Shareholder / Partner Disputes

Professional partnerships – not a marriage made in heaven? Five ways to get a divorce

Partnerships in professional practices involving lawyers, accountants and GPs are like marriages. Disputes can arise and may not be resolved easily.

What do you do if one of your partners is consistently breaching the obligation to act in good faith and you have tried to resolve it through discussion and negotiation without success, leaving your position untenable? From our experience, and as a result of a recent landmark case, we suggest that you consider the key steps below:

  1. Read your partnership agreement. It may set out the circumstances in which the partnership can be dissolved and this should be considered first.
  2. In the absence of a provision in the partnership agreement, consider whether you can dissolve the partnership in accordance with section 35(d) of the Partnership Act 1890. To succeed you will need to demonstrate that the defaulting partner has willfully or persistently committed breaches of the partnership agreement or otherwise conducted himself in partnership matters in such a way that it is not reasonably practicable for you to carry on the business of the partnership.The recent case of two solicitors, Joseph Golstein and Colin Bishop, has given a valuable insight into the type of conduct or behaviour that could amount to a wilful or persistent breach and/ or be sufficient to entitle a partner to dissolve a partnership.

    Both agreed in 2007, to become partners and to form a new practice. It was also agreed that the partnership would last for at least 4 years. The relationship between the two broke down early on and it eventually ended in June 2010. Both felt that the other party was not pulling their weight or respecting their position in the partnership in one way or another.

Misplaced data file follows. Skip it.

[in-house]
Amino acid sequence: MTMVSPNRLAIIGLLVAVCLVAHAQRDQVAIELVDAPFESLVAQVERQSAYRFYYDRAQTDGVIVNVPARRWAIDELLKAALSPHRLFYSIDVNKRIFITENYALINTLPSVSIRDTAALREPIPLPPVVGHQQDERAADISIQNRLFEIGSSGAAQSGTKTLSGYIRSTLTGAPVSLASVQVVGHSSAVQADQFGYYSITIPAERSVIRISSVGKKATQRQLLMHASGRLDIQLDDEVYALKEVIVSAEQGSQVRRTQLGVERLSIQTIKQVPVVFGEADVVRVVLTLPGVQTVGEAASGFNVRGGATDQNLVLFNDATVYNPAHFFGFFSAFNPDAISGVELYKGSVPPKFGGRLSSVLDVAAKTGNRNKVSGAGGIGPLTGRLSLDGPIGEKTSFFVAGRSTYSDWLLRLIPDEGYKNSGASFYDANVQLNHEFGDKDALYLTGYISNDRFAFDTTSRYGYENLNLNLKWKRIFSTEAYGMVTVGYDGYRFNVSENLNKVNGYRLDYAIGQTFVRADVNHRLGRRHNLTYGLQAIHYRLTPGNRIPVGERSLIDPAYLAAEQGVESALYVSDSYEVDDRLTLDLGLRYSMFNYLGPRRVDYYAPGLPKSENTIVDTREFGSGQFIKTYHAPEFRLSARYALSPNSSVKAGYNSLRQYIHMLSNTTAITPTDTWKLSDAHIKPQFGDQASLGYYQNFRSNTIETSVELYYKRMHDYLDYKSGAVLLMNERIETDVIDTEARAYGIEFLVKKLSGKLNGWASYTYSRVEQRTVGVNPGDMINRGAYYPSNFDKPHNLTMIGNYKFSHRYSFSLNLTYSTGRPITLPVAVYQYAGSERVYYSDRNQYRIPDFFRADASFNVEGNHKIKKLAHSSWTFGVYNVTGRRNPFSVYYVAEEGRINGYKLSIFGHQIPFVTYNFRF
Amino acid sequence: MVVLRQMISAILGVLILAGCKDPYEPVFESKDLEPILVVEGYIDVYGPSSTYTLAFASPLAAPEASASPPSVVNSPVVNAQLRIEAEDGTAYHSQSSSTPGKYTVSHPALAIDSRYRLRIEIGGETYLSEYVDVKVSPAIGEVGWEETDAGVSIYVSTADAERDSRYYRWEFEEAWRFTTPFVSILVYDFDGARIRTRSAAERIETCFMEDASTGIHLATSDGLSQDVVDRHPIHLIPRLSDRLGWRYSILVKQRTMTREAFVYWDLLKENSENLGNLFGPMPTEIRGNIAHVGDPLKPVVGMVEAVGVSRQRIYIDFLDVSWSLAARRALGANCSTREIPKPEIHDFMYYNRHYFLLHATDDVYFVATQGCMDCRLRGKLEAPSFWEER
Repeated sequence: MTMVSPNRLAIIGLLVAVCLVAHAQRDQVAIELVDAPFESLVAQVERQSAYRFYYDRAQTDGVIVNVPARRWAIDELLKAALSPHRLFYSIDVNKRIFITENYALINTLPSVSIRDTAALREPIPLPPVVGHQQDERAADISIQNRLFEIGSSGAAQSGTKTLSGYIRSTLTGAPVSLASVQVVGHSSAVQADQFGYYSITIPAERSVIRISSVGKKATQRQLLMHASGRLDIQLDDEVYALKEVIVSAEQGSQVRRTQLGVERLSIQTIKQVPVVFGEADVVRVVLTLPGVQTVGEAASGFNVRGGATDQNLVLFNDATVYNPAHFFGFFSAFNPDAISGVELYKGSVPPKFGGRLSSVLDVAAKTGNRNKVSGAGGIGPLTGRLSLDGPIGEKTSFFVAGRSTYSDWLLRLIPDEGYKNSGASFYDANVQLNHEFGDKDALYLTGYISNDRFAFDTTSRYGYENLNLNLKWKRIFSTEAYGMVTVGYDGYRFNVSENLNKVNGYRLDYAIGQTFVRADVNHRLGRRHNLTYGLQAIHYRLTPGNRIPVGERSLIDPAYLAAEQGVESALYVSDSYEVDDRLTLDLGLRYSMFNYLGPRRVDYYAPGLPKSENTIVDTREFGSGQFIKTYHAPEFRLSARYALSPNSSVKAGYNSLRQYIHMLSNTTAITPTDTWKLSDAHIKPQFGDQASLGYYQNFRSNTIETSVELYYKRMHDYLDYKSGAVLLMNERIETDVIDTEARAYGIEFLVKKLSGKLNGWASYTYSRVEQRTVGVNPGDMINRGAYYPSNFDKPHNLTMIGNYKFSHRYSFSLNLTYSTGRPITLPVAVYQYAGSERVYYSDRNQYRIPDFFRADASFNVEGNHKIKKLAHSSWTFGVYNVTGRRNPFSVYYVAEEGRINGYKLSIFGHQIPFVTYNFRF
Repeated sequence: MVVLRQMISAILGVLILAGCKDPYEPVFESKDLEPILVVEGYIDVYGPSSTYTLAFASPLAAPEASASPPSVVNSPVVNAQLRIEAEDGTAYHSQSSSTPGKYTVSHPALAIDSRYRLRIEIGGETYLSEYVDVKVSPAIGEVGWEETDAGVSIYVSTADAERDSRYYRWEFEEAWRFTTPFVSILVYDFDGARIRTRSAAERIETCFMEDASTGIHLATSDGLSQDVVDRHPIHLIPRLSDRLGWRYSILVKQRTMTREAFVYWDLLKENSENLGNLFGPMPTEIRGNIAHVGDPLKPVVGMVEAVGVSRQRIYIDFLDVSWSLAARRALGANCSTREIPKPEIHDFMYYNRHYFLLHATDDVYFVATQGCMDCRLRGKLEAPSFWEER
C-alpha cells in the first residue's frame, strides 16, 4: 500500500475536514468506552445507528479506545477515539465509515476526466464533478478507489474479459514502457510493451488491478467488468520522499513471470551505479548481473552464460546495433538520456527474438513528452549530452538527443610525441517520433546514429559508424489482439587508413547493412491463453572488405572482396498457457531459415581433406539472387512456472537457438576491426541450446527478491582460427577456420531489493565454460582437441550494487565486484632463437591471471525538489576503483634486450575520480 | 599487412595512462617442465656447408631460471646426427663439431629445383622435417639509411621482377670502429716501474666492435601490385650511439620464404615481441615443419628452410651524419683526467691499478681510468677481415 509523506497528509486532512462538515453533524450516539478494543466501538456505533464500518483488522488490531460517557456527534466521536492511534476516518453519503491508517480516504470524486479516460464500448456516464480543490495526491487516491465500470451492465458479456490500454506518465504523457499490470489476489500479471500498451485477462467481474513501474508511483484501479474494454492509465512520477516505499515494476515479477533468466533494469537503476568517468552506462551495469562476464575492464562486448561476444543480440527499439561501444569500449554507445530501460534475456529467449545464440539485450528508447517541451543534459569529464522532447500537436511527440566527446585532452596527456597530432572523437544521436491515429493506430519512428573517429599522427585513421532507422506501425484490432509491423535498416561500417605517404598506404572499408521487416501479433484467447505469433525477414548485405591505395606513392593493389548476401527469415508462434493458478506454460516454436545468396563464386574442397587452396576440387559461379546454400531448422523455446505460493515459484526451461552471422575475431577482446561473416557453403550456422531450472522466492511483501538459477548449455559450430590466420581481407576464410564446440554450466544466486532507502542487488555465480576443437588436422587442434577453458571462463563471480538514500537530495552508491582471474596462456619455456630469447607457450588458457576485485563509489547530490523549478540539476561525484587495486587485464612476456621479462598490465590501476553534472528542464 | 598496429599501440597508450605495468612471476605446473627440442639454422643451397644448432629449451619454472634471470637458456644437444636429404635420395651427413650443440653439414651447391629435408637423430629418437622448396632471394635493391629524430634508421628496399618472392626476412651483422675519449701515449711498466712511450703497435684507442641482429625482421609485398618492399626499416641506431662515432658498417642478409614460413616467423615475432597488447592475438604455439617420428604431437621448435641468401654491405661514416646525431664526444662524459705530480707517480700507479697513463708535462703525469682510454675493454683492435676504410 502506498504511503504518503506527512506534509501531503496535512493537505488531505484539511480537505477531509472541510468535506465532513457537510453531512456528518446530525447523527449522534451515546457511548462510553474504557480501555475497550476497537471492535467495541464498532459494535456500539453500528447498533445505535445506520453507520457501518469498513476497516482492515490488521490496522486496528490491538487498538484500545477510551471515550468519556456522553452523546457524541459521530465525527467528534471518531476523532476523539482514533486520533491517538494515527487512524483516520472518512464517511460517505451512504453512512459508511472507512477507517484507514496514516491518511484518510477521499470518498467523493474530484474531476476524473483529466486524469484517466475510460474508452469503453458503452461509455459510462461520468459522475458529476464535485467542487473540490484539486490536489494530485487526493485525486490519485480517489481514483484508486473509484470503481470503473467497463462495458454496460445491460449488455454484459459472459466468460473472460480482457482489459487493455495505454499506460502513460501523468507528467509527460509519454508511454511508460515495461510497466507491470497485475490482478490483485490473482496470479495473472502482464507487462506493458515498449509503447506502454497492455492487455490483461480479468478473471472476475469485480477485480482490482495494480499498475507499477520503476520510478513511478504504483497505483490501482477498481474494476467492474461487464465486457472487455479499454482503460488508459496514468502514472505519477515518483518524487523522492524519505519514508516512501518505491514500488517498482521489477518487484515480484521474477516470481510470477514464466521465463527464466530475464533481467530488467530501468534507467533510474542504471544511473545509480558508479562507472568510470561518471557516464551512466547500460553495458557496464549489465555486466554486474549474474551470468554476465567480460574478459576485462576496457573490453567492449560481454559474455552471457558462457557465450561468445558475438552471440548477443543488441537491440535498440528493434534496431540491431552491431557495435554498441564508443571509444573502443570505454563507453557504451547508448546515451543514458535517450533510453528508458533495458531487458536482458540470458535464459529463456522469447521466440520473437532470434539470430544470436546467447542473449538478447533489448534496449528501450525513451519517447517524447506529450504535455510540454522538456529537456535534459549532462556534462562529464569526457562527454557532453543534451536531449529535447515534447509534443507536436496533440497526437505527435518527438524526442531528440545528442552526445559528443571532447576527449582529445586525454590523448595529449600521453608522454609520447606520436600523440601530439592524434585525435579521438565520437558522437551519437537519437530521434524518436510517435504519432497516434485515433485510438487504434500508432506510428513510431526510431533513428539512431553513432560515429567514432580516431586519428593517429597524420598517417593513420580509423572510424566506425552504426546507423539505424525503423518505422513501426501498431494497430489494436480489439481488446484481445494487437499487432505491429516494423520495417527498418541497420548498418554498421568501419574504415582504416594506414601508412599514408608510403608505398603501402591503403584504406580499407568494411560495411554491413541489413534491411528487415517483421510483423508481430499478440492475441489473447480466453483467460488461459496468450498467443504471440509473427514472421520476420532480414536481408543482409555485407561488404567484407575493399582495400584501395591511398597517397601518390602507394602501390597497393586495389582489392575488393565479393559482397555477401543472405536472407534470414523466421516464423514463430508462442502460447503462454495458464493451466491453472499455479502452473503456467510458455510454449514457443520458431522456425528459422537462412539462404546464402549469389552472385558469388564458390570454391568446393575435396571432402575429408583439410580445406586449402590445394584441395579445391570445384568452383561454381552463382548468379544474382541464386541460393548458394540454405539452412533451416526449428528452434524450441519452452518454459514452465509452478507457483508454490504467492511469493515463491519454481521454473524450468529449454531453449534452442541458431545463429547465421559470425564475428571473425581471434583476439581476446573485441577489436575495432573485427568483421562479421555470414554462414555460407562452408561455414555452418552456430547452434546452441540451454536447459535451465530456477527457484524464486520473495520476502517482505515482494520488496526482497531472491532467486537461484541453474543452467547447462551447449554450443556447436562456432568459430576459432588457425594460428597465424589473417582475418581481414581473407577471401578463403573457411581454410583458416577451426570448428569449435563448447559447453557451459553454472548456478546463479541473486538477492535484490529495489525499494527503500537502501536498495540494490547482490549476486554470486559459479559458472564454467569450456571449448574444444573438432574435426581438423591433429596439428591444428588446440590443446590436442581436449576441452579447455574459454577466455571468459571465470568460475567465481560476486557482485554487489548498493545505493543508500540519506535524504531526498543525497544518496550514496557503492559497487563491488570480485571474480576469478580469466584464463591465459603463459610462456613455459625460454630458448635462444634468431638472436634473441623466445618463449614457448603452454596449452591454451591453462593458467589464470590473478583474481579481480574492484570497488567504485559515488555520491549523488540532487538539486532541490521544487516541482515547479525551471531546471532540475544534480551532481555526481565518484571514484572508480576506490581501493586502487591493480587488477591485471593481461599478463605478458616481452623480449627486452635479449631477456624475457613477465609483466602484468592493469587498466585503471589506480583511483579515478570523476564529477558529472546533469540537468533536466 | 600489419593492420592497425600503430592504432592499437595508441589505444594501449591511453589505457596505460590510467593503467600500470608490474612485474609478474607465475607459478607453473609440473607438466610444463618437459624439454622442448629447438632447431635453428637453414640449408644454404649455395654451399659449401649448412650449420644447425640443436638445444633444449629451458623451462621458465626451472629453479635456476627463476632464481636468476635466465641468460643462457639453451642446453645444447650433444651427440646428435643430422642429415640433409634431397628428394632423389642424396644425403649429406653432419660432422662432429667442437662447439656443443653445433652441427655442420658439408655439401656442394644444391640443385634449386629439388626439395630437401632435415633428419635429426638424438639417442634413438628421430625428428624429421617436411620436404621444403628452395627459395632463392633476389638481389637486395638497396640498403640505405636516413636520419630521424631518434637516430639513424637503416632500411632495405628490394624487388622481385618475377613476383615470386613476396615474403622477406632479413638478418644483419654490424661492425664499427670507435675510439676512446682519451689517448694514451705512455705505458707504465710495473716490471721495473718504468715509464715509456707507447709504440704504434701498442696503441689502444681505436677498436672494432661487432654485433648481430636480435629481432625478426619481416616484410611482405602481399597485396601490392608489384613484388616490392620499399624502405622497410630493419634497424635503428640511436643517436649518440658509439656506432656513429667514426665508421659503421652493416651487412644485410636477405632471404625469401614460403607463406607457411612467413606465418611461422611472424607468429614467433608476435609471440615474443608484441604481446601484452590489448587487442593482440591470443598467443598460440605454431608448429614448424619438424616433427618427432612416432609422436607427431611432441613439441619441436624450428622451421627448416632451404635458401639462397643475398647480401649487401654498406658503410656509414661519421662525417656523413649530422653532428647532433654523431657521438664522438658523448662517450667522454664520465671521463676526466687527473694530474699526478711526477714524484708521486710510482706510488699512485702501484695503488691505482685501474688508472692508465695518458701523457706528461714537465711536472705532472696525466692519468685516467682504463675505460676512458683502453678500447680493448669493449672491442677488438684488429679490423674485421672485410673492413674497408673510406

The deputy judge at first instance expressed the view that there is no need for there to be a final incident or a last straw, which causes your position as the non defaulting partner to be untenable. Instead, it could be the cumulative effect of a partner persistently acting in bad faith over an extended period of time that could entitle you as the non defaulting partner to dissolve the partnership.

  3. Review your partner’s actions carefully and assess what impact their conduct has had on you and whether that conduct entitles you to bring the partnership to an end.
  4. Think about whether your partner’s actions have caused your position to become untenable? In Bishop v Golstein, it was held that the failure by one partner to provide draft accounts to the other; a decision to actively exclude the other partner from the business and the instruction and encouragement of members of staff to act contrary to the other partner’s instructions were sufficient to cause the non-defaulting partner’s position to become intolerable.However these are by no means the only examples of bad faith.You will need to consider your own personal circumstance carefully. In particular, you must consider the whole course of your partner’s conduct, and not just one incident, to assess whether its cumulative effect is such as to satisfy the test in section 35(d).

    If it does, then you may be entitled to serve notice to bring the partnership to a premature end. You should however seek legal advice before doing so.

  5. Keep a note of the issues as they arise but be careful to record that your note is prepared for the purpose of taking legal advice. In this way, the note is privileged from disclosure. Otherwise, it may have to be revealed in the event of litigation and could give rise to an argument that you were not acting in good faith towards your partner.